Europe in the face of the influence of Chinese capital


The growing influence of China in the world has been a matter of particular concern to Western countries and the transatlantic community in recent years. Chinese capital has also gained a foothold in many areas of the European economy, although while the risks of Chinese investment in strategic infrastructure are clear in some cases, analysts say, there are many areas where the threat is not directly apparent but more caution is needed. Europe is now looking for the right balance between economic openness and national security.

Connecting the economies of Asia, Europe and Africa by roads, railways or power plants – since the Chinese president announced the Belt & Road initiative in 2013, the concept has even become an undisputed part of Beijing’s foreign policy … After America and Canada, Chinese capital And its associated geopolitical or strategic risks were actively discussed by European states.

Even Europe’s most open and technologically advanced countries no longer view cooperation with China in terms of globalization and economic openness, and evaluate the effectiveness of their systems against potential risks.

Andrew Small, a senior transatlantic researcher at the German Marshall Fund, says China is now facing a new landscape in Europe:

“After the eurozone crisis, we have gone through several phases of Chinese investment and response. “There is no doubt that China now faces a more skeptical political environment, more focused legal and regulatory mechanisms on the part of European countries,” Small said in a recent study by the German Marshall Fund.

Chinese investment in Europe has been differently aggressive at different stages. The target of investment would also change, be it solid infrastructure, bridges, roads, tunnels, or electricity, and the digital, high-tech fields. In recent years, leading European countries have paid much more attention to how this or that investment is verified.

A representative of the Norwegian Ministry of Defense also speaks about the change of attitudes in Europe. Askvik Orhan says that knowledge and attention is growing in European countries about the impact of these investments and infrastructure.

“We have gone through this process on ‘fifth generation’ communications and a few other incidents in Norway. It is true that Russia is also trying to invest in infrastructure, but the main movement in this area is still from China. “The existing more naive approach has changed. I can not say that we have fully matured in this regard at this stage, but the focus and attention, the inter-agency cooperation has really improved to deal with this problem,” Orhan said.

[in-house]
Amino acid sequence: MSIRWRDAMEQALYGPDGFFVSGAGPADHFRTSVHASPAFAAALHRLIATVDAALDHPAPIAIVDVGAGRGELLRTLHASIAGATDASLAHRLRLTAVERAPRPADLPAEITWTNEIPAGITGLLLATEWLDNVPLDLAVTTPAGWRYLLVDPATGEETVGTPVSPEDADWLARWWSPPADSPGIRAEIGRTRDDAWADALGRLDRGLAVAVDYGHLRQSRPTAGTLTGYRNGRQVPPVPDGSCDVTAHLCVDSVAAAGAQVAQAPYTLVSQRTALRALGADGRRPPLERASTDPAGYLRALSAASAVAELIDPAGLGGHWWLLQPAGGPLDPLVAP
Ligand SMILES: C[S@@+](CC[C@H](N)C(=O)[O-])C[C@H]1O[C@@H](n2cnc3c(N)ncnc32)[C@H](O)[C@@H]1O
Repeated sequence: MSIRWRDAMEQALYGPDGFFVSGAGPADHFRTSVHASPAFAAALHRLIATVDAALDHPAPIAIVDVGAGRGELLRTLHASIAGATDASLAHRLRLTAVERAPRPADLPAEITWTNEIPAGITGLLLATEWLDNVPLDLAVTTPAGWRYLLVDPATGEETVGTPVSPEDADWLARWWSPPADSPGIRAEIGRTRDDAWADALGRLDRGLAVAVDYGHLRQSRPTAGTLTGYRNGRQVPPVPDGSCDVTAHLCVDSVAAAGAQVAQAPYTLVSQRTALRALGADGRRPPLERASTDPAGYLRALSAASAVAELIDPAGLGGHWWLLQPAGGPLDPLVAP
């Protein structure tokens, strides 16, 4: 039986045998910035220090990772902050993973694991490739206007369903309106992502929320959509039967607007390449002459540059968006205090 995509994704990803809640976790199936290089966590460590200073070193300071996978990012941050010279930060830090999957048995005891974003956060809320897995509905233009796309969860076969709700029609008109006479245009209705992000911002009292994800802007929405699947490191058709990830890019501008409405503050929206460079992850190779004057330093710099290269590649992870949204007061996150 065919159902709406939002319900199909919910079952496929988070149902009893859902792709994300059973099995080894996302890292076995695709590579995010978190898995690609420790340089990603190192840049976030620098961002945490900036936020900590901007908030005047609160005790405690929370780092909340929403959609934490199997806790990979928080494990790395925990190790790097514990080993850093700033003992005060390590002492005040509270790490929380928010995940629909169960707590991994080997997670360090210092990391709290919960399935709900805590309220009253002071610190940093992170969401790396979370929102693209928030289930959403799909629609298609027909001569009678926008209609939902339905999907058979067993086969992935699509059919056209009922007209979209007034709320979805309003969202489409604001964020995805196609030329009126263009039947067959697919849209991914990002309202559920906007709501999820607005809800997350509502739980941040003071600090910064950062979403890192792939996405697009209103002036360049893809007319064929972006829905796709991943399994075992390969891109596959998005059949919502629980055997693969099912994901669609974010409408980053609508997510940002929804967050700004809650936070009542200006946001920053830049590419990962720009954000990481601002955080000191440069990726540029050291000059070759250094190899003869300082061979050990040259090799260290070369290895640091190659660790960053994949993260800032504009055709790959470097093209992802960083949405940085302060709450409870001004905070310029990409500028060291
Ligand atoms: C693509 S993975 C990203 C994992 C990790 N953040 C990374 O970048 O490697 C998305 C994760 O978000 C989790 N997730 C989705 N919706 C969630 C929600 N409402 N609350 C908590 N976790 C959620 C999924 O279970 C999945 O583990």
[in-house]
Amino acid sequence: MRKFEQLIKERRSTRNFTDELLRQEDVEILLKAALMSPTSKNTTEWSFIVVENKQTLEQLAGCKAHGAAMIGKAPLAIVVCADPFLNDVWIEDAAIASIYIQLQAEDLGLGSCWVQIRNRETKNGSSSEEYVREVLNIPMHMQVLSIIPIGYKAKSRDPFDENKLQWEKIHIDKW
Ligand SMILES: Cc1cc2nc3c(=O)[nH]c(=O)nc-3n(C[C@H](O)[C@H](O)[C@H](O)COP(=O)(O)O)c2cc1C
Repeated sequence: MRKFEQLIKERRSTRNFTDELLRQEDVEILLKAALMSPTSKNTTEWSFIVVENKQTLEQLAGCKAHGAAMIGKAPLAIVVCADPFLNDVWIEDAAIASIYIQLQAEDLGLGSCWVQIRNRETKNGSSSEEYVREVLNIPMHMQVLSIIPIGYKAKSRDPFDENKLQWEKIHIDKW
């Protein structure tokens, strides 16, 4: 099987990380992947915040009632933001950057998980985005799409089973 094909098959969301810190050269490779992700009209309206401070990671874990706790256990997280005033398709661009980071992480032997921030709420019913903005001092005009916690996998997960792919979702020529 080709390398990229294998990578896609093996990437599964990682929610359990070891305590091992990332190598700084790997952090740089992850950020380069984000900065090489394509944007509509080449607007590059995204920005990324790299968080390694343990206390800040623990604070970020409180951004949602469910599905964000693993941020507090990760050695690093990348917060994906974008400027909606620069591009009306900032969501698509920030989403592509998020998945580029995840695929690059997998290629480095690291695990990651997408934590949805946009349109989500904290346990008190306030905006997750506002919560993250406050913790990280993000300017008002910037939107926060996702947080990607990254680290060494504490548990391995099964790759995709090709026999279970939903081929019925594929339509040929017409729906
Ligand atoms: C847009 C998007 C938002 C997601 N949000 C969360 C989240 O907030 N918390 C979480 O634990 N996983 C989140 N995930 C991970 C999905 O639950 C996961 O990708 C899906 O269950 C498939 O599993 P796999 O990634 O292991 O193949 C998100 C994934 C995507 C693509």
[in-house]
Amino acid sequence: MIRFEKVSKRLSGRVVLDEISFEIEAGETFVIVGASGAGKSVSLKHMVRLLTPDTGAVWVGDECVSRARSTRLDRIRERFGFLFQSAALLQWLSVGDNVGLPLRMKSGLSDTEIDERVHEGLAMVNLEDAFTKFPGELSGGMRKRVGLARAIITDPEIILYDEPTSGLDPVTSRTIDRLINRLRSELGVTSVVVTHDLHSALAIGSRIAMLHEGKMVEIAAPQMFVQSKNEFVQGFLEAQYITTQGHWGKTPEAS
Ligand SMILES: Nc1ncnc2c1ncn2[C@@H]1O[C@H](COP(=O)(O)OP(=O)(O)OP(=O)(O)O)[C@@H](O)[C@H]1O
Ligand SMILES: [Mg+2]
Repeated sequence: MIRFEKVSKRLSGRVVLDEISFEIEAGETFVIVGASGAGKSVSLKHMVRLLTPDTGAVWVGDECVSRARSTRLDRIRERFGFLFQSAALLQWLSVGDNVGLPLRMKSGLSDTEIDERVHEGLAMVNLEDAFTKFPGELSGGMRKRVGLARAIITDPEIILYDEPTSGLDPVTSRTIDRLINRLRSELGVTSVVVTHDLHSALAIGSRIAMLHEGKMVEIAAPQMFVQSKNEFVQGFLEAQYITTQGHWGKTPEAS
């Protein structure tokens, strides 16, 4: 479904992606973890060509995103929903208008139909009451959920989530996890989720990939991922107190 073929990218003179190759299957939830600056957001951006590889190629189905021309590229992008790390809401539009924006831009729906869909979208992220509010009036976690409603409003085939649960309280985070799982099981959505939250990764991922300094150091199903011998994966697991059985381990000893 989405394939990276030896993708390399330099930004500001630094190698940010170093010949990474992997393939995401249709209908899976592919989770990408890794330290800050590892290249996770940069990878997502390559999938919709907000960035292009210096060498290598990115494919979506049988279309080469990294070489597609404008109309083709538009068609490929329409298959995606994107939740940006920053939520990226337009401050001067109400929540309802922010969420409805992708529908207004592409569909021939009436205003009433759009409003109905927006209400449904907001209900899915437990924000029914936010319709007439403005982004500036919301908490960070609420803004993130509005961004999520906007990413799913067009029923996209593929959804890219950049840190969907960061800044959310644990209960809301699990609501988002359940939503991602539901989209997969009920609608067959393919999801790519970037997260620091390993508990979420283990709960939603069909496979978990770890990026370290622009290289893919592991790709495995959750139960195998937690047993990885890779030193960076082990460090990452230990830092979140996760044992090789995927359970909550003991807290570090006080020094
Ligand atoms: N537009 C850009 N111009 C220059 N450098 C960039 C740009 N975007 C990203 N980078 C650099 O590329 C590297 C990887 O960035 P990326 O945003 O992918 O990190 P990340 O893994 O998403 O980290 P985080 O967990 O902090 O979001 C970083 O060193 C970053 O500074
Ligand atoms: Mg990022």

China’s interest and investment in European countries increased especially during the eurozone crisis, in 2008-2011, including in Italy and Greece. The signing of the Belt & Road initiative was an official step, but neither a start nor a peak.

Analysts also say that while in some cases the perception of critical infrastructure is clear, Chinese investment will still find its way into areas that at first glance do not pose a threat to the country’s security, but at some point or in other factors may be risky. Whether it is leased port terminals, airports or other near European military bases. When it comes to electricity and digital infrastructure, there is a growing perception in countries that this is critical infrastructure and that it is unacceptable to influence them. The energy sector and innovative companies are usually the ones that attract the Chinese capital the most.

In 2019, Italy became the first European country to become a member of the Big Seven, which officially joined the Belt & Road initiative. However, the influx of Chinese capital into Europe began much earlier.

Dario Christian, a senior fellow at the German Marshall Fund, says China has been particularly interested in the region for the past twenty years. One reason for this is that the Mediterranean is an important element of its geo-economic calculations.

“However, interest and investment in European countries increased, especially during the eurozone crisis, in 2008-2011, including in Italy and Greece. The signing of the Belt & Road initiative was an official step, but not the beginning or the peak,” Christian said.

Threats are also being discussed from the highest tribunes of the European Union and NATO. New, stricter mechanisms for monitoring investment in the eurozone have been put in place, and some of them have even been successfully blocked. Analysts believe that there is a need to discuss more specifically what could become a risky investment in terms of the country’s security when it comes to Chinese capital.

Maraika Ohlberg, a senior fellow at the German Marshall Fund Foundation’s Asia Program, says the perception of Chinese capital in Europe has changed significantly, although there are many problem areas.

“It is true that we are clearly learning a lot about how to deal with Chinese investment, but I think there are still some areas, the so-called Blind points, especially in terms of solid infrastructure, which I think we need to look at more closely, and we have not done that yet. “China’s strategies are changing and evolving, and we need to keep up with that,” he said.

Although the number of Chinese investments in Europe has declined in recent years, countries are still trying to find a cautious balance between the principle of economic openness and national security issues.